"It Could Open A Pandora's Box": Italy's 2 Richest Regions Are Voting In Historic Autonomy Referendums

from ZeroHedge:

Voters in Italy's two wealthiest northern regions of Lombardy and Veneto are voting on Sunday in referendums for greater autonomy from Rome, in which a positive outcome could fan regional tensions in Europe at a time when neighboring Spain is cracking down to prevent Catalonia from breaking away.

Lombardy, which includes Milan, and Veneto, which houses the tourist powerhouse Venice, are home to around a quarter of Italy's population and account for 30% of Italy's economy, the Eurozone's third largest. Unlike Catalonia, the consultative votes are only the beginning of a process which could over time lead to powers being devolved from Rome. Also unlike Catalonia, which held an independence referendum on Oct. 1 despite it being ruled unconstitutional, the Italian referendums are within the law. Like Catalonia, however, Lombardy and Veneto complain they pay far more in taxes than they receive.

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At its core, today's vote is about whether taxes collected in the two wealthy regions should be used far more for the benefit of the two regions, or diluted among Italy's other, poorer regions, especially in the south. Lombardy sends €54 billion more in taxes to Rome than it gets back in public spending. Veneto's net contribution is 15.5 billion. The two regions would like to roughly halve those contributions - a concession the cash-strapped state, labouring under a mountain of debt, can ill afford.

The two regions are both run by the once openly secessionist Lega Nord, or Northern League party, which hopes that the result will give it a mandate to negotiate better financial deals from Rome. The Northern League was established in the 1990s to campaign for an independent state of “Padania”, stretching across Italy’s north, from around Lombardy in the west to Venice in the east. It no longer campaigns for secession but argues that taxes the north sends to Rome are wasted by inefficient national bureaucracy.

While the twin referendums are non-binding, a resounding "yes" vote would give the presidents of the neighboring regions more leverage in negotiations to seek a greater share of tax revenue and to grab responsibility from Rome. The leaders want more powers in areas such as security, immigration, education and the environment.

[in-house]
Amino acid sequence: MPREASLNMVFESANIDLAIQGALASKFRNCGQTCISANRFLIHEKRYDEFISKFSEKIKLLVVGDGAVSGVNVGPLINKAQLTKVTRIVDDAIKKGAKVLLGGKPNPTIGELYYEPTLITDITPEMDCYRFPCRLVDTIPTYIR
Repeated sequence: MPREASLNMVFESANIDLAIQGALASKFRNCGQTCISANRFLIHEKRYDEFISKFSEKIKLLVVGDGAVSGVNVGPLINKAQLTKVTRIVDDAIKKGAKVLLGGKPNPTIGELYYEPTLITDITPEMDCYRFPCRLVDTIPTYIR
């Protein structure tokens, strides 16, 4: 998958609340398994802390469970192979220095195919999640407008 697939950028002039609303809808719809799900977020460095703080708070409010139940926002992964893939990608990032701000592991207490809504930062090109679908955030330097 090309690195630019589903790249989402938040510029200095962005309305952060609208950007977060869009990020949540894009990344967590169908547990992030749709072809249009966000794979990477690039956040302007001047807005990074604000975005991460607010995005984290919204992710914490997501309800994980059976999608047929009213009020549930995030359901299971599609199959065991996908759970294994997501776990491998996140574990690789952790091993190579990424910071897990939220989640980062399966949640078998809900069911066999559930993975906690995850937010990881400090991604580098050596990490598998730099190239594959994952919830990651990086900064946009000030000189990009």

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Enthusiasm for today's vote will be critical as the level of turnout will have a direct significance of the results: in Veneto, it has to pass 50% for the result to be considered valid. There is no threshold in Lombardy but low voter participation would weaken the region's hand in any subsequent negotiations with the central government.

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Even though secessionist sentiment in the two wealthy regions is restricted to what has been dubbed "fringe groups" with little following, nonetheless with both regions expected to vote in favour of the principle of greater autonomy, analysts see the referendums as reflecting the pressures that resulted in Scotland's narrowly-defeated independence vote, Britain's decision to leave the EU and the Catalan crisis according to AFP.

With dynamic economies and lower unemployment and welfare costs than the Italian average, both regions are large net contributors to a central state widely regarded as inefficient at best.

Public opinions covered both extremes of the spectrum:  

“Lombardy and Veneto have two efficient administrations and public services work well, much better than in other Italian regions ... this is why I think it is worth asking for greater autonomy,” said Massimo Piscetta, 49, who voted “Yes” in a small town outside Milan.

"Our taxes should be spent here, not in Sicily," echoed says Giuseppe Colonna, an 84-year-old Venetian, speaking to AFP.

“I am not going to vote because I think this referendum is useless, expensive, ambiguous and unfair,” countered Giovanni Casolo, 54, speaking to Reuters and expressing concern that the text of the Lombardy referendum did not spell the areas where the region wanted to increase its autonomy.

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